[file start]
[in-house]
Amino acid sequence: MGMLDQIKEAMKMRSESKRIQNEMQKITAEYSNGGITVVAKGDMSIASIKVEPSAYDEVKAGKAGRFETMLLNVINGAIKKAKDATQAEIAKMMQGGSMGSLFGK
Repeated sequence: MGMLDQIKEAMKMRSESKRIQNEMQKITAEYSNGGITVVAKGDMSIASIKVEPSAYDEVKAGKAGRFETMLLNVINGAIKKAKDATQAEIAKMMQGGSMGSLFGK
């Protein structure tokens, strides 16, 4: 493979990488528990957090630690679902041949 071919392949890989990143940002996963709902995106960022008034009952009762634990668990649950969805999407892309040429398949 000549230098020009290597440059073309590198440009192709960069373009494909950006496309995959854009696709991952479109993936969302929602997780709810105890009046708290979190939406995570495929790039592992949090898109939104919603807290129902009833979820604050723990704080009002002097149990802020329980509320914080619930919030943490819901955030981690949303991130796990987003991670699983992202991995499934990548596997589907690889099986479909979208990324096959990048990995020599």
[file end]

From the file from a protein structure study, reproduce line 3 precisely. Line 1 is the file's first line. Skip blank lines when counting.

Repeated sequence: MGMLDQIKEAMKMRSESKRIQNEMQKITAEYSNGGITVVAKGDMSIASIKVEPSAYDEVKAGKAGRFETMLLNVINGAIKKAKDATQAEIAKMMQGGSMGSLFGK